The failures could send a chill through the still-booming biotech business, which relies on the idea that the risky, expensive process of developing new drugs can one day pay off big.

Contrary to the views expressed in the STAT article, I think the market is actually doing an ok job here. There are two main reasons why the drugs haven’t sold well:

  • First and foremost, while they are proven to lower cholesterol they are not proven to reduce heart attacks or strokes or to lower death rates
  • Second, most patients do just fine with generic statins, which are inexpensive and have a long track record, compared with the new drugs that have list prices of about $14,000 per year

The result is that doctors who want to prescribe the drugs have to jump through a lot of hoops to get insurance company approval. That’s a hassle and it’s expensive and time consuming, so I sympathize. But by the way, before we get mad at the PBMs and insurers, consider that the experience for prescribers might not be that different under a fully capitated payment model since health system administrators would still be worried about their budgets.

The companies that make these drugs are conducting studies of the impact on outcomes that people really care about: heart attack, stroke, death. If they demonstrate that the drugs are effective on these measures, they will have no problem generating prescriptions or charging premium prices –at least in the United States.

Image courtesy of iosphere at FreeDigitalPhotos.net

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By healthcare business consultant David E. Williams, president of Health Business Group.

 

 

 

Should Medicare negotiate drug prices? Probably not

February 11th, 2016 by
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A popular idea, but not a good one

It’s nice that the vast majority of Democrats (93%) and Republicans (74%) have found something to agree upon. Too bad it’s the overrated idea of having Medicare negotiate drug prices.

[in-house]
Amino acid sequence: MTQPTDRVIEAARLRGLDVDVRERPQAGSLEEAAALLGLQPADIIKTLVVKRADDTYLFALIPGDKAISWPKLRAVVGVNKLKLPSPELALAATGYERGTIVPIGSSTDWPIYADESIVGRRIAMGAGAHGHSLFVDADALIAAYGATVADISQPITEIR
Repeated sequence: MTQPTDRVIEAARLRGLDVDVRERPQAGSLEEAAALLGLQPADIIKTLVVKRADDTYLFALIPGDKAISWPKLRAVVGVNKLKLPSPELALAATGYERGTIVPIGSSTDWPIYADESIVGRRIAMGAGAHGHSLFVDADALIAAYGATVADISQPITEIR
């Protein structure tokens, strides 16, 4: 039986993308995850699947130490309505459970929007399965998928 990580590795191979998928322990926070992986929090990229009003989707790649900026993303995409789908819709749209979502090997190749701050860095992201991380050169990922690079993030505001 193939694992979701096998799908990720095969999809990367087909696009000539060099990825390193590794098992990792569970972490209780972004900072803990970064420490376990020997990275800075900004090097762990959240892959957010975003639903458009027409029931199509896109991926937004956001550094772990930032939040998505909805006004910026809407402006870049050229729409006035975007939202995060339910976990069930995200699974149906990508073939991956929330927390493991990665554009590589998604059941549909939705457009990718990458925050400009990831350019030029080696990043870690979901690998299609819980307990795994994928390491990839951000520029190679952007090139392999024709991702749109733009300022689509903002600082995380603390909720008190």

Prescription drug costs are rising again after years of flat or modest growth. New, expensive products are hitting the market while drug makers have also found ways to boost the prices of older products, even generics. There’s been a lot of ink (and electrons) spilled by people complaining about “the $1000 pill” and other outrages, like bad boy drug exec and price gouger Martin Shkreli. On the other hand, many Hepatitis C patients have been cured and the need for liver transplants and cancer treatment averted. That should be worth something.

Why do people think Medicare would be such a good negotiator? Private sector Part D drug plans already do a good job of price negotiation. Executives’ bonuses and stock options depend on getting good deals from the drug makers. Meanwhile, if Medicare tried to negotiate it would have to be willing to say “no” to certain drugs and to impose restrictions such as prior authorization and high co-pays. No doubt many in the vast majorities cited above would be quick to complain about those tactics, making it hard for Medicare to be the bad guy.

It’s a whole different ballgame if we’re talking about Medicare simply dictating the price it will pay or requiring rebates as Medicaid does. But that’s not negotiation.